A man has been jailed after he kicked, struck and dragged his partner by her hair.

Some of Siobhan Roberts’ hair was found on the floor after she was attacked by Jack Edward Stokes, 20, at Daniels Drive in Ruabon.

Police received a report at 12.50am on July 26 of screaming coming from a flat and that a man was assaulting a woman.

Stokes, of Prices Lane in Wrexham, was walking up and down in front of the flat when police arrived at about 1am.

Rhian Jackson, defending, told Wrexham magistrates the officer saw Miss Roberts “crying hysterically”.

She found it difficult to speak to the officer but eventually said that Stokes had punched and kicked her to the face.

A friend who was with her added that Stokes had been dragging Miss Roberts by her hair.

The friend confirmed that hair found by officers belonged to Miss Roberts and had been pulled out during the attack.

Miss Jackson added the officer went out to speak to Stokes by the flat door, but he ran away when told he was going to be arrested.

He was found and handcuffed on Ruabon Road shortly afterward before being arrested and taken into custody.

But he became aggressive towards officers on arrival and had to be taken to the floor.

Fearing the arresting oficer would be assaulted, a colleague restrained Stokes and he was taken back to the custody vehicle.

Miss Jackson added Stokes was searched and officers found a grinder with cannabis inside it.

Miss Roberts did not make a complaint, had attended court with Stokes and there was no restraining order application.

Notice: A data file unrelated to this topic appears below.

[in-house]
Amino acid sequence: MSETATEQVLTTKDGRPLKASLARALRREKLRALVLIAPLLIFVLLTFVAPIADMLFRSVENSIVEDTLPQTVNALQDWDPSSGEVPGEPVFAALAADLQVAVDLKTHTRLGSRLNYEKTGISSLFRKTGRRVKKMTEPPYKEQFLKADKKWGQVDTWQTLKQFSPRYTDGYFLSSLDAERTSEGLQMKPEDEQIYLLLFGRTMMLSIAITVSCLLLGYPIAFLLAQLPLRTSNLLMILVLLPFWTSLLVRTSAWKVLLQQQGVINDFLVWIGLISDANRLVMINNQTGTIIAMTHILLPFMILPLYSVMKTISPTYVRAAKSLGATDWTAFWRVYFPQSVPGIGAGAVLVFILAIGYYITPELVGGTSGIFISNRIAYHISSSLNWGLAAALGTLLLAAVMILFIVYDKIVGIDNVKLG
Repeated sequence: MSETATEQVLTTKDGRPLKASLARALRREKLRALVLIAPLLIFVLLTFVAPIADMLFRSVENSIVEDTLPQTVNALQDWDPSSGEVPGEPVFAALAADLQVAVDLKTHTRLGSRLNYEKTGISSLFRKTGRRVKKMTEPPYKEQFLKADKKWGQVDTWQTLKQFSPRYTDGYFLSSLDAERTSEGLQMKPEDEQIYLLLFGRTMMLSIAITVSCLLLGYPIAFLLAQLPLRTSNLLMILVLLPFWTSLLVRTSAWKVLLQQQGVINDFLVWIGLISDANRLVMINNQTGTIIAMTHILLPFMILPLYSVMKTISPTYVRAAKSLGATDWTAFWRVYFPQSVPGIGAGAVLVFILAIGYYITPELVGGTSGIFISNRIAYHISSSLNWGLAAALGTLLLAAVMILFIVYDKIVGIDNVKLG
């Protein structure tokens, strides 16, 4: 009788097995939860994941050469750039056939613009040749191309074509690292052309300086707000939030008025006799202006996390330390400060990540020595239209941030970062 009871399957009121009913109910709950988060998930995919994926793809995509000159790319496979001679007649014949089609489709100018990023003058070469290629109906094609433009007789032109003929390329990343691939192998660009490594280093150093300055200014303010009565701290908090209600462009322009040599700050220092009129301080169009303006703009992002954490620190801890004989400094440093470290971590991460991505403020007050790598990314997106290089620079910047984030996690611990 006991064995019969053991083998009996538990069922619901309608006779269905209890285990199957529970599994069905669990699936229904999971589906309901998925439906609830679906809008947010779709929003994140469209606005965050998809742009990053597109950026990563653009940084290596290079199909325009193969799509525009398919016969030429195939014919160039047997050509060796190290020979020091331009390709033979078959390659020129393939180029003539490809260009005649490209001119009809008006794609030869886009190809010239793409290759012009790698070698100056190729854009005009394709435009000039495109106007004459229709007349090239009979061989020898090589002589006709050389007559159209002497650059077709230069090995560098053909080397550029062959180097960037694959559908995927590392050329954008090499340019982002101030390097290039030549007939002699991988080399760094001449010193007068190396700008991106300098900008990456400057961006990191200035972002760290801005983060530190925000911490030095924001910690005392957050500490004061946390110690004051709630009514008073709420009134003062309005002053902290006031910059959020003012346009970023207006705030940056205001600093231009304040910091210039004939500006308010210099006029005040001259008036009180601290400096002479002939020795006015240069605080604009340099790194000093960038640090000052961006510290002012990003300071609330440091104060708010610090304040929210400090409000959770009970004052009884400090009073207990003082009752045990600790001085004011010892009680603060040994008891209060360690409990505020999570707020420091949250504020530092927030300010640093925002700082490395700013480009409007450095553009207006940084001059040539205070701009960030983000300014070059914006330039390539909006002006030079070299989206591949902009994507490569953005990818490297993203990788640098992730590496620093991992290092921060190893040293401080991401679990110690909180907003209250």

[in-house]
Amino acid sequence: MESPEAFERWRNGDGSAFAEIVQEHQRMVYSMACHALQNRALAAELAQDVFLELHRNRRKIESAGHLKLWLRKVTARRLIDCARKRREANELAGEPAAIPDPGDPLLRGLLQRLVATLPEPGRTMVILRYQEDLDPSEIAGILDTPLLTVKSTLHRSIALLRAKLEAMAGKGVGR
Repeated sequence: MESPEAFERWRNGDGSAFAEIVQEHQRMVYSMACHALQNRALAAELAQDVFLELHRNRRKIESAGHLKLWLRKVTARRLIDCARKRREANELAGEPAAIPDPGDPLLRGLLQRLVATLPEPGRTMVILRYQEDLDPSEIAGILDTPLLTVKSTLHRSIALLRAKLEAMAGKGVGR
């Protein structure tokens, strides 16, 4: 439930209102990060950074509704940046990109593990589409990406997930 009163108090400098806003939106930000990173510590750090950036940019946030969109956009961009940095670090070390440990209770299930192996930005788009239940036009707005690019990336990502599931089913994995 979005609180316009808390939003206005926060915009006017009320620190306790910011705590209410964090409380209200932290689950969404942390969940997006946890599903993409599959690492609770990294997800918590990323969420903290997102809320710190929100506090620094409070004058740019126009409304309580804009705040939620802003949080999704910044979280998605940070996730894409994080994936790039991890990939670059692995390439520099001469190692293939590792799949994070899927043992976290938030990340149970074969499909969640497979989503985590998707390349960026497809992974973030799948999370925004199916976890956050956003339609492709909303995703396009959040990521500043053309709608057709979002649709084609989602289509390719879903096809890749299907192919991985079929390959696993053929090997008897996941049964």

In interview Stokes denied assault but admitted drugs possession, magistrates heard.

But at a previous hearing he pleaded guilty to assault by beating, obstructing a constable in the execution of duty and posession of a class B drug

Magistrates heard Miss Roberts sustained a small graze on her nose and a mark on the right side of her face.

Probation officer Rachel Woodock said that when interviewed Stokes initially tried to blame alcohol for the offence, and also apportioned some blame on Miss Roberts.

But when prompted he showed some responsibility for his actions and it became evident that his troubled childhood, where he witnessed domestic violence, had influenced his behaviour.

He accepted smacking Miss Roberts and pulling her hair, but denied kicking her.

He had trust issues and showed controlling and coercive behaviour, Miss Woodcock said, but it was to his credit that he now abstained from alcohol.

Stokes “fully expected custody”, magistrates heard, and expressed willingness to engage with the probation service on release.

It was disappointing that Stokes put himself back before the court, Miss Woodcock said, adding that custody might offer Stokes a chance to reflect on his actions.

But Miss Woodcock said Stokes posed a high risk of causing Miss Roberts serious harm and it was worrying that the couple wished to rekindle their relationship.

Andrew Holliday, defending, said that it was “quite understandable” that probation would recommend custody given Stokes’ record, and he had explained the “near inevitability” of custody.

Mr Holliday pointed out the link betwen alcohol and Stokes’ offending.

He also asked magistrates to consider Stokes’ guilty plea and that probation service work on the relationship, which clearly needed intervention, would be escalated on Stokes’ release.

It was unfortunate that Stokes had got himself into this situation after securing work as a warehouse operative, but Mr Holliday asked magistrates to keep custody as short as they could so that he might retain his job.

Magistrates jailed Stokes for 80 days for assault, and 21 days each for obstruction and drugs possession, to be serviced concurrently.

A further 14 days (consecutive) was added for failure to comply with post sentence supervision, making a total of 94 days – half
to be served in custody and the rest in the community. He must also pay a £115 surcharge on his release.